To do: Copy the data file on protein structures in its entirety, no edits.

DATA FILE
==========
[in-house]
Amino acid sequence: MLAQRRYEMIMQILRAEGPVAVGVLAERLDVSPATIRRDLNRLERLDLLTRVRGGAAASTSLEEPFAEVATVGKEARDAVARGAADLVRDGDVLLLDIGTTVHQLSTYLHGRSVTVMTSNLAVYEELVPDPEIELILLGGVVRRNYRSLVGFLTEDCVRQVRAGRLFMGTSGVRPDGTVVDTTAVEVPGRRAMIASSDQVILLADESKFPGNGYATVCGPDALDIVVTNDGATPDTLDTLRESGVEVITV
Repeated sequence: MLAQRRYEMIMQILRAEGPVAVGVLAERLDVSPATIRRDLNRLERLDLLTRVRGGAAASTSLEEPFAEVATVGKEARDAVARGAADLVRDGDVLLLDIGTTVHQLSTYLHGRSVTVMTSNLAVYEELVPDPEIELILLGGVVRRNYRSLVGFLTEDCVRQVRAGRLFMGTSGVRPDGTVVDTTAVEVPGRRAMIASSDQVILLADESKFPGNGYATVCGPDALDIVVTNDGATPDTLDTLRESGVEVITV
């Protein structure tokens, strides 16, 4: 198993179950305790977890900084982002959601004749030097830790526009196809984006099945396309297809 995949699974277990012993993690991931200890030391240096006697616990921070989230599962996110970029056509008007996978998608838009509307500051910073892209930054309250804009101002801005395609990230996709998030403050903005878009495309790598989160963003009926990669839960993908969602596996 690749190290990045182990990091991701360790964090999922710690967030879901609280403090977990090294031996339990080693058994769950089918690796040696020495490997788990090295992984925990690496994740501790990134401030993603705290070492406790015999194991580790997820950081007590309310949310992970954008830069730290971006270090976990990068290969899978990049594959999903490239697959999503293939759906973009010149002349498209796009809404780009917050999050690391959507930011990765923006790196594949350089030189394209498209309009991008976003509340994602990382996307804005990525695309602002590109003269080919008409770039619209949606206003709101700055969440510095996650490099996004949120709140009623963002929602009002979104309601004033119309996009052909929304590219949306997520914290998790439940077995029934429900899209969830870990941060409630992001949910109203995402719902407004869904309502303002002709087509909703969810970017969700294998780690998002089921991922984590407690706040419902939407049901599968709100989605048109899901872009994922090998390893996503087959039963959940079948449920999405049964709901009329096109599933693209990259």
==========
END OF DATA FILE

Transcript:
[in-house]
Amino acid sequence: MLAQRRYEMIMQILRAEGPVAVGVLAERLDVSPATIRRDLNRLERLDLLTRVRGGAAASTSLEEPFAEVATVGKEARDAVARGAADLVRDGDVLLLDIGTTVHQLSTYLHGRSVTVMTSNLAVYEELVPDPEIELILLGGVVRRNYRSLVGFLTEDCVRQVRAGRLFMGTSGVRPDGTVVDTTAVEVPGRRAMIASSDQVILLADESKFPGNGYATVCGPDALDIVVTNDGATPDTLDTLRESGVEVITV
Repeated sequence: MLAQRRYEMIMQILRAEGPVAVGVLAERLDVSPATIRRDLNRLERLDLLTRVRGGAAASTSLEEPFAEVATVGKEARDAVARGAADLVRDGDVLLLDIGTTVHQLSTYLHGRSVTVMTSNLAVYEELVPDPEIELILLGGVVRRNYRSLVGFLTEDCVRQVRAGRLFMGTSGVRPDGTVVDTTAVEVPGRRAMIASSDQVILLADESKFPGNGYATVCGPDALDIVVTNDGATPDTLDTLRESGVEVITV
């Protein structure tokens, strides 16, 4: 198993179950305790977890900084982002959601004749030097830790526009196809984006099945396309297809 995949699974277990012993993690991931200890030391240096006697616990921070989230599962996110970029056509008007996978998608838009509307500051910073892209930054309250804009101002801005395609990230996709998030403050903005878009495309790598989160963003009926990669839960993908969602596996 690749190290990045182990990091991701360790964090999922710690967030879901609280403090977990090294031996339990080693058994769950089918690796040696020495490997788990090295992984925990690496994740501790990134401030993603705290070492406790015999194991580790997820950081007590309310949310992970954008830069730290971006270090976990990068290969899978990049594959999903490239697959999503293939759906973009010149002349498209796009809404780009917050999050690391959507930011990765923006790196594949350089030189394209498209309009991008976003509340994602990382996307804005990525695309602002590109003269080919008409770039619209949606206003709101700055969440510095996650490099996004949120709140009623963002929602009002979104309601004033119309996009052909929304590219949306997520914290998790439940077995029934429900899209969830870990941060409630992001949910109203995402719902407004869904309502303002002709087509909703969810970017969700294998780690998002089921991922984590407690706040419902939407049901599968709100989605048109899901872009994922090998390893996503087959039963959940079948449920999405049964709901009329096109599933693209990259």